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Fanbase Press Interviews Christopher Johnson on The School of Night Production, ‘Klingon Tamburlaine’

The following is an interview with Christopher Johnson regarding the currently running production, Klingon Tamburlaine, from The School of Night. In this interview, Fanbase Press Editor-in-Chief Barbra Dillon chats with Johnson about the inspiration behind the adaptation, his creative process in working with the cast and crew to bring the production to life, how you can purchase tickets, and more!

Barbra Dillon, Fanbase Press Editor-in-Chief: The School of Night recently premiered the play, Klingon Tamburlaine, on which you have worked as the director.  What initially inspired you to bring this unique adaptation of Christopher Marlowe’s Tamburlaine to the stage?

Christopher Johnson: I had actually been thinking for over a decade about the idea of doing a Klingon version of an Elizabethan or Jacobean tragedy.  The initial inspiration came from one of the original series films, Star Trek VI: The Undiscovered Country.  The film is concerned with the cessation of hostilities between the Klingon Empire and Federation and the efforts of a few dedicated cold-warriors to keep the conflict alive.  In the film, the Klingon General Chang (portrayed by the classically trained Christopher Plummer) is continuously quoting Shakespeare and asserts that Shakespeare is so good in Klingon that he must have originally written his plays in that language.  The Shakespearean theme is so deeply woven into the film as to be included in the title (taken from a line in Hamlet).  And the violent, heightened melodrama of Elizabethan drama does seem intuitively simpatico with Klingon culture.  The problem for me was figuring out what play would be best suited to (and most benefit from) a transfer into a Klingon setting.  Richard III was one possibility, owing to its Macchiavellian politics and pitiless violence, but the weakness and venality of the characters populating the world wasn’t quite right.  Macbeth was also an option, but the pervasive supernatural elements didn’t track with the Star Trek-verse.  The tragedies of John Webster are intense and hyper-violent, but the principal characters are far too given to un-Klingon sensitivity and reflection.  Same with many of the high-tragedies of the Elizabethan era … the characters are just too reflective and vacillating (both of which lend themselves well to poetic soliloquy) to come off as credibly Klingon.  Then, having let the idea marinate for years, the answer just popped into my head one day:  What about Tamburlaine?  I pulled Marlowe off the shelf, re-read both parts of Tamburlaine, and saw immediately that this was the play.  Its themes are honor and conquest, its language is all boasts, challenges, and threats, and its tone is one of over-the-top, outrageously violent confrontation.  Its like it was written to be transposed into the Klingon Empire.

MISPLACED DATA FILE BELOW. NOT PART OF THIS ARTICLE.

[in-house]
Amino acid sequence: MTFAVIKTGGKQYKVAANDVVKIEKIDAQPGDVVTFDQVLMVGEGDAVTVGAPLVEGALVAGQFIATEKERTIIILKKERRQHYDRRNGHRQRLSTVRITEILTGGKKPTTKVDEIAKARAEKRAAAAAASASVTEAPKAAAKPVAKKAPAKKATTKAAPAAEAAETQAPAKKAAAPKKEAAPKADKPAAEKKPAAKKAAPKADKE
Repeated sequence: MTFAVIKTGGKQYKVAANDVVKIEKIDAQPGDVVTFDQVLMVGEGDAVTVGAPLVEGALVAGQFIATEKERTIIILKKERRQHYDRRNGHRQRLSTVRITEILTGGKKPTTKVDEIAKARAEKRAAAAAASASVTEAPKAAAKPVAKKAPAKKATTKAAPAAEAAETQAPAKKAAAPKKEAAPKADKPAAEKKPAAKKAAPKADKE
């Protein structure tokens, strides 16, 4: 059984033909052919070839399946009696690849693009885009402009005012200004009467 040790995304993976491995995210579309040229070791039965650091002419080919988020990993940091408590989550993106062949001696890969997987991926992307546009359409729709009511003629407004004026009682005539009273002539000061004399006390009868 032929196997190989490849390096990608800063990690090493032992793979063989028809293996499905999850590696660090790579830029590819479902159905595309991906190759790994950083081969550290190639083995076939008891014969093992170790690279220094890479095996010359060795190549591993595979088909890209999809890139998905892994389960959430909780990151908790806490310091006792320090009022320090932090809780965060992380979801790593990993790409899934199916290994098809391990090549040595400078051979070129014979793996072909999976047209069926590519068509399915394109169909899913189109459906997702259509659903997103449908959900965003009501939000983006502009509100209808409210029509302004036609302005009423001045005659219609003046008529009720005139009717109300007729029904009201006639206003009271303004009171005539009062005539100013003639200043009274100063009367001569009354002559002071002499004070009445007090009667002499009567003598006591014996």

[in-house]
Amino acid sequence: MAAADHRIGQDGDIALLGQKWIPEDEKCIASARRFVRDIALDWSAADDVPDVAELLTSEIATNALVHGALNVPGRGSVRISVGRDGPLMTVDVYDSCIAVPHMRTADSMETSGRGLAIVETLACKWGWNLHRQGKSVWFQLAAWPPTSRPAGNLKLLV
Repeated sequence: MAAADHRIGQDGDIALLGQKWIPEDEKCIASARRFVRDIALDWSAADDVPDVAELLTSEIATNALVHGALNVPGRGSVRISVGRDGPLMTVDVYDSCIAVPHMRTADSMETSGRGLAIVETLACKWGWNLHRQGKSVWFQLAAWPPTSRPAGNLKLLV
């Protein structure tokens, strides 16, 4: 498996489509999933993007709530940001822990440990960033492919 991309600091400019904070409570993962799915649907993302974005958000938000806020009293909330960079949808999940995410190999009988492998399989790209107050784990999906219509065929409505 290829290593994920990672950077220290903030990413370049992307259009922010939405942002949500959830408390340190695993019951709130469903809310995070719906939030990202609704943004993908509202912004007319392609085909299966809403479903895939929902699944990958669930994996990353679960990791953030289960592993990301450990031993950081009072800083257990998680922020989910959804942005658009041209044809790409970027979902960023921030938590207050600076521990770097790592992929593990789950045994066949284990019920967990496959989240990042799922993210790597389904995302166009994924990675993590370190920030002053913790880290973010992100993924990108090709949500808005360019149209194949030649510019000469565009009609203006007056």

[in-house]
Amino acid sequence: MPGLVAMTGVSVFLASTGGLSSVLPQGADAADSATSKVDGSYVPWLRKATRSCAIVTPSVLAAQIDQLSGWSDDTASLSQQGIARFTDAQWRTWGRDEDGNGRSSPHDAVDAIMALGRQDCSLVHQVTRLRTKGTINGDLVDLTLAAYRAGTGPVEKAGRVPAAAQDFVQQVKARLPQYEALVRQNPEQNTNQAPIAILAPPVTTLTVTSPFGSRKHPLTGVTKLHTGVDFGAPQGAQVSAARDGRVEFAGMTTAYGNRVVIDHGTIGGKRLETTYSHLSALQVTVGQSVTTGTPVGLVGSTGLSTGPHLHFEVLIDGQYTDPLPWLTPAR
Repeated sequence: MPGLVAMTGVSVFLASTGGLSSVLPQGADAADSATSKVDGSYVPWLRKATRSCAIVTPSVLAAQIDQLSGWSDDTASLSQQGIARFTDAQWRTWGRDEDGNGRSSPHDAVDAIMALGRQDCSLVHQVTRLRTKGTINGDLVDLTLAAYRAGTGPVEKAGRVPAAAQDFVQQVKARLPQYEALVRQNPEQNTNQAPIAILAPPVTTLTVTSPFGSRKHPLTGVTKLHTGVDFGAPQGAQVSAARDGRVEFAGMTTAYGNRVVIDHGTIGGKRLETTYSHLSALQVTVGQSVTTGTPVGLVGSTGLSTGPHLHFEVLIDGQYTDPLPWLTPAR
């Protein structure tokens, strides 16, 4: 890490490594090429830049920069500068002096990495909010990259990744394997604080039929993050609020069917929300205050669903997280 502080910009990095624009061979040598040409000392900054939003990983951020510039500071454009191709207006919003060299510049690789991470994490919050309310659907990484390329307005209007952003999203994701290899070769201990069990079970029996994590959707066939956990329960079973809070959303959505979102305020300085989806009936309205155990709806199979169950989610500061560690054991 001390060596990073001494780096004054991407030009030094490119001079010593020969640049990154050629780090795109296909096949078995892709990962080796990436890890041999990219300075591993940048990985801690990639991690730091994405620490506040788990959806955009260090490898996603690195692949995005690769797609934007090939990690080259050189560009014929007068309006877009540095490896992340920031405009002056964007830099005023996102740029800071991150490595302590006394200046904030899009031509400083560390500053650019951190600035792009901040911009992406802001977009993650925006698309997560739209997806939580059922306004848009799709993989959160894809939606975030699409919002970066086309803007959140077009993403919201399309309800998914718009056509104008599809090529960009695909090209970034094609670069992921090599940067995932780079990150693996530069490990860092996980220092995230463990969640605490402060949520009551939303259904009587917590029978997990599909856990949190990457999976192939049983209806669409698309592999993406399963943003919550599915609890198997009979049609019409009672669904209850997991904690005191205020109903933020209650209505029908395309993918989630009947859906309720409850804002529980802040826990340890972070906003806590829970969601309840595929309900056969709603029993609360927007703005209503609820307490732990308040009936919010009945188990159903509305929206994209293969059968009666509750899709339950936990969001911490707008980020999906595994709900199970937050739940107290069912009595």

BD: For readers who may be unfamiliar with Tamburlaine, how would you describe its premise (along with the Trek-ian twist in The School of Night’s production)?